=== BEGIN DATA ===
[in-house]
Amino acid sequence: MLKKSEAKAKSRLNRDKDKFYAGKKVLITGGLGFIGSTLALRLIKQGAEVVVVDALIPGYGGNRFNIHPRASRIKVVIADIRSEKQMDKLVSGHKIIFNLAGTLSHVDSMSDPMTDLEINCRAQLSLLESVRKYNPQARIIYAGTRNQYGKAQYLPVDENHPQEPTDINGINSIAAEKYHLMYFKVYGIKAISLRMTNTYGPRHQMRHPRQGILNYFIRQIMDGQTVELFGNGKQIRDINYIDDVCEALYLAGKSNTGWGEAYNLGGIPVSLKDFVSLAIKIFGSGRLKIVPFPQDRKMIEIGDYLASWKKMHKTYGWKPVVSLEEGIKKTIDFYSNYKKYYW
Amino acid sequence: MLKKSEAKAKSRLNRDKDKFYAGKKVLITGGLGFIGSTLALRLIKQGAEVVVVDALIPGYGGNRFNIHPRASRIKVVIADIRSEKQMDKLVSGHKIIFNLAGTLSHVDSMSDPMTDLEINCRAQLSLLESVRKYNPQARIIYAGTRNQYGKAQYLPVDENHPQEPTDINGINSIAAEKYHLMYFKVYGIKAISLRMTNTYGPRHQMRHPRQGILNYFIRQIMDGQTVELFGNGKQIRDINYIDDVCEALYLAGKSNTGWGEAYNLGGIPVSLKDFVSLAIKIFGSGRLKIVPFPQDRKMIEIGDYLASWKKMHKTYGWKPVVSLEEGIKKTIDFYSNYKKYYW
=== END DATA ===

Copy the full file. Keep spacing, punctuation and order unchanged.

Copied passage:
[in-house]
Amino acid sequence: MLKKSEAKAKSRLNRDKDKFYAGKKVLITGGLGFIGSTLALRLIKQGAEVVVVDALIPGYGGNRFNIHPRASRIKVVIADIRSEKQMDKLVSGHKIIFNLAGTLSHVDSMSDPMTDLEINCRAQLSLLESVRKYNPQARIIYAGTRNQYGKAQYLPVDENHPQEPTDINGINSIAAEKYHLMYFKVYGIKAISLRMTNTYGPRHQMRHPRQGILNYFIRQIMDGQTVELFGNGKQIRDINYIDDVCEALYLAGKSNTGWGEAYNLGGIPVSLKDFVSLAIKIFGSGRLKIVPFPQDRKMIEIGDYLASWKKMHKTYGWKPVVSLEEGIKKTIDFYSNYKKYYW
Amino acid sequence: MLKKSEAKAKSRLNRDKDKFYAGKKVLITGGLGFIGSTLALRLIKQGAEVVVVDALIPGYGGNRFNIHPRASRIKVVIADIRSEKQMDKLVSGHKIIFNLAGTLSHVDSMSDPMTDLEINCRAQLSLLESVRKYNPQARIIYAGTRNQYGKAQYLPVDENHPQEPTDINGINSIAAEKYHLMYFKVYGIKAISLRMTNTYGPRHQMRHPRQGILNYFIRQIMDGQTVELFGNGKQIRDINYIDDVCEALYLAGKSNTGWGEAYNLGGIPVSLKDFVSLAIKIFGSGRLKIVPFPQDRKMIEIGDYLASWKKMHKTYGWKPVVSLEEGIKKTIDFYSNYKKYYW